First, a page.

One of the great treats at Christmas time is holiday reading. Added to this, I am very fortunate so many of my friends and family know that books are the ideal gift for me, and you can expect that over the next few months I will likely punctuate some of my more regular posts with perspectives from some of my most recent holiday readings.
The first of these is W. Brett Wilson’s Redefining Success – Still Making Mistakes. For someone who is usually immersed in books by and/or for educators, it is great to do some reading outside of my comfort zone. Prior to his book, my knowledge of Wilson was his three years as a panelist on Dragon’s Den — a show that I regularly PVR. I have always appreciated his humanity and compassion (particularly in comparison to others on the show), but I knew very little about the complex process of philanthropy, and even less about investment banking — two areas that have dominated much of Wilson’s life (and book).
Wilson’s story lines up with some told by prominent Americans, including Warren Buffet and Bill Gates, who are all committed to giving away much of their money during their life rather than leaving it as a legacy. Wilson writes, “If you think you’re going to do your children a favour by leaving them a big inheritance, think again. Inter-generational wealth transfer is one of the most serious issues of our time.”
Wilson also reveals that philanthropy in business is a very strategic exercise, from finding the right projects, the right partners and the right opportunities to benefit important causes, to engaging the community and highlighting/profiling the company.
Beyond all of this, is a very powerful, personal story of refocusing life around family and friends, as well as his view on what we need in education — which obviously stood out with me.
Wilson argues for the importance of “teaching marketing, entrepreneurship and philanthropy beginning in elementary schools and continuing into all higher learning, either academic or in the trades.” Given the excitement and engagement with Me to We, and similar movements often done as an “add-on” to curriculum, he makes a persuasive argument that these areas should actually be part of core schooling – a course, he suggests, in changing the world. Wilson says that the ways in which anyone can make an impact on, or in, the world comes down to offering their time, money or leadership. He states:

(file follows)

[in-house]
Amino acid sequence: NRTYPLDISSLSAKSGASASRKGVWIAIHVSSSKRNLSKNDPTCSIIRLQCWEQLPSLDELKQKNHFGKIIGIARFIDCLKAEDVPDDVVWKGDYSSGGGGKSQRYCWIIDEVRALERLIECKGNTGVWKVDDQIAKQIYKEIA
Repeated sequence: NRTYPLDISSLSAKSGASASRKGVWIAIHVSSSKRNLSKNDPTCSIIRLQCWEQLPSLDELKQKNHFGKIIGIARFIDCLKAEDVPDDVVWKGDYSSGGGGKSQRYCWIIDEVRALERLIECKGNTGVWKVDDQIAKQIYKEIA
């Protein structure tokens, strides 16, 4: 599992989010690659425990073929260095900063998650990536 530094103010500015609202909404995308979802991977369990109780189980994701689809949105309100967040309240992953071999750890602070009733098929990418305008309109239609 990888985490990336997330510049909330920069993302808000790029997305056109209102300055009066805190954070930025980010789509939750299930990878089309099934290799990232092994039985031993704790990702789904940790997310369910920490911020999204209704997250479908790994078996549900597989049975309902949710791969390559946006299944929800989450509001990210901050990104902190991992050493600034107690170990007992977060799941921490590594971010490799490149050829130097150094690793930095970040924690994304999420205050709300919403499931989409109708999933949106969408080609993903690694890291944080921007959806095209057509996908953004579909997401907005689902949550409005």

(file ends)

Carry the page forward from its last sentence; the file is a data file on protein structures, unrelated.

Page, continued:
We as a society need to think more clearly about what each student needs to have at the end of the journey. Every student needs a bundle of knowledge, skills and experiences. The first group of students who graduate with my three subjects – marketing, entrepreneurship and philanthropy – as part of their core curriculum will be a dramatically different caliber of student. But until everyone speaks the same vernacular we’re not going to change the quality of student we produce. Until it has become core curriculum, it’s just another elective, and the impact will be negligible.
These core subjects will develop students’ leadership skills. And if we’re going to drive innovation and productivity, it’s as important to fill the bus with leaders as it have leaders driving the bus. As University of Calgary President Elizabeth Cannon eloquently stated during our discussion on the subject, “We need to develop our students as whole people, being able to work across disciplines and across sectors. That’s how we are going to make great citizens.”
While the language may not be the same, Wilson’s list reminds me of a talk by UBC’s former President and Vice-Chancellor, Dr. Martha Piper, where she also highlighted global citizenship and community service learning, among other key areas (Dr. Martha Piper And the Way Forward blog post here).
My challenge to Wilson would be one I offer to others suggesting what we need to add to schooling, is to also make the argument about what needs to come out of schooling. One of our greater challenges in an era full of wonderful ideas about what additions to make to schooling, is in an era when many are suggesting creating more “white space” and flexibility in schooling, at a time we are also considering limiting the hours of schooling.
So, I read the book to find out about the ‘truth’ behind the Dragon’s Den deals, and although interesting, it was the human story of lifelong learning that stood out for me, as well as a wonderful book for those interested in leadership.
Thanks to Pieter Dorsman, a parent in our community committed to making education better for everyone, for the gift of the book — a great way to grow ideas.